Green Shakespeare (2)

In between Greenpeace updates on the fight against whale-hunting, I read Gabriel Egan’s warning that “[i]t is a matter of urgency that new ways of thinking about humankind’s relations the Earth are put to use.” In Green Shakespeare: From Ecopolitics to Ecocriticism (New York and London: Routledge, 2006) Gabriel Egan explores Shakespeare’s plays from the perspective of our current concerns about global warming, pollution and nuclear disaster. He aims to shed new light on our ecological problems as well as on Shakespeare’s work.

Published in the Accents on Shakespeare Series, the book places ecocriticism alongside radical criticism based on gender, race and and sexual orientation. Indeed, Egan’s approach to ecocriticism is expressly political. For him, ecocriticism should not concern itself exclusively with merrie olde England and escapist representations of green landscapes. No need, therefore, to browse the book for an extended analysis of the forest in A Midsummer Night’s Dream. Its three chapters discuss nature and human society in Coriolanus, Macbeth, and Henry V; food and biological nature in As You Like It, Anthony and Cleopatra, Pericles, Cymbeline and The Winter’s Tale; and supernature and the weather in King Lear and The Tempest. When we do get to the Forest of Arden, it is to be told that there is only a fragile distinction between country and city in As You Like It. In this context, Egan pits himself against Jonathan Bate, the author of pioneering ecocritical studies of Romantic culture:

The readings that follow draw nothing from such sentimentalities as the idea that there exists […] something called ecological wisdom, nor that “poetry is the place where we save the earth” [1], to which Bate’s flight from politics leads him. Political action is where we save the Earth[.] (50)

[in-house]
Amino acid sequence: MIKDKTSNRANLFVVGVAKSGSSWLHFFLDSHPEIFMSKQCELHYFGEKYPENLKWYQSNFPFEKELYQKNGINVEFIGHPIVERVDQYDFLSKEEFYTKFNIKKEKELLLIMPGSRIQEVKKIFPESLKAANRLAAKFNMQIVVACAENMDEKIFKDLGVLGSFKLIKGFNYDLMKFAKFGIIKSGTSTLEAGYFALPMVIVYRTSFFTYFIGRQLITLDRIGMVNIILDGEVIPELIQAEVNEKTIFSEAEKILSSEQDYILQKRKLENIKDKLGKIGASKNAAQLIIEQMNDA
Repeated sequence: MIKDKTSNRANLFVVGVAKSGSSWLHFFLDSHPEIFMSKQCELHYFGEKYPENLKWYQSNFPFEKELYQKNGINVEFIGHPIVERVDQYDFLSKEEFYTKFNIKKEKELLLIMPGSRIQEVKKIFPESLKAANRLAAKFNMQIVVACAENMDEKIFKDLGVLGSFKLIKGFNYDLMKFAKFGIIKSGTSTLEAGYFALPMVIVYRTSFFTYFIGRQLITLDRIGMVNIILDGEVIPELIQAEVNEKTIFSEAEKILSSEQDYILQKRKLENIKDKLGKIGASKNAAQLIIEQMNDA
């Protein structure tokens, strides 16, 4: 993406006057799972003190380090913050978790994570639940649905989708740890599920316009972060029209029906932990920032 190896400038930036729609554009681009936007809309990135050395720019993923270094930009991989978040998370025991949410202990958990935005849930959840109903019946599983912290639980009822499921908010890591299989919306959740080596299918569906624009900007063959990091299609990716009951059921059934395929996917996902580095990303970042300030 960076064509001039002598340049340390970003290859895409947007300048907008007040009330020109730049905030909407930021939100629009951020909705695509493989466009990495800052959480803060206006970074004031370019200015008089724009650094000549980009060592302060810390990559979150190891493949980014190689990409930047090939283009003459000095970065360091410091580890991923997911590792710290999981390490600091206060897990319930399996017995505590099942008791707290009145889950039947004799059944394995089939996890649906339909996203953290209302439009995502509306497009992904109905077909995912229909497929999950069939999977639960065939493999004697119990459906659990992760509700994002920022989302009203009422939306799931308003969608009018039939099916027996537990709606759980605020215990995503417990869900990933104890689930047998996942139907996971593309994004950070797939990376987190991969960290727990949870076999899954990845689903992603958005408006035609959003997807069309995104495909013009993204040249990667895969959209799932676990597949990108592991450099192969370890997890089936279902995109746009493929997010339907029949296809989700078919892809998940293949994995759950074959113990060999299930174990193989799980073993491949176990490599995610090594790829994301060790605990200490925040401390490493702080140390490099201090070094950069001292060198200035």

The book argues that we can find in Shakespeare’s plays modes of thinking about the environment that were lost to us after the Enlightenment. Gabriel Egan recovers in early modern culture ideas of correspondences between microscopic and macroscopic levels that were denied by the rationalism of the eighteenth century, but which are now reconfirmed by modern science, be it in different terms. The book not only alerts us to Enlightenment classificatory systems that obfuscate our view of the wholeness of the world. It also addresses British Cultural Materialism. “Contrary to the thrust of recent radical criticism,” Egan writes, “Shakespeare found much to admire in the cosmological commonplaces of his age” (174). Like Enlightenment philosophy, the postmodern attitude of cultural materialism tends to focus on fragmentation rather than on correspondences and harmony in the ecological system, the book argues.

Throughout his chapters and especially in the introduction, Egan seeks to revive the notion of correspondences between microcosm and macrocosm, between the stars, humans, animals, plants and stones that E.M.W. Tillyard described in his The Elizabethan World Picture (1943). Tillyard’s notion of the Great Chain of Being was severely criticized in the seventies and eighties by new historicists and cultural materialists alike. His book was said to propose a conservative model of Elizabethan society where everyone knew their place and did not seek to rise above their station.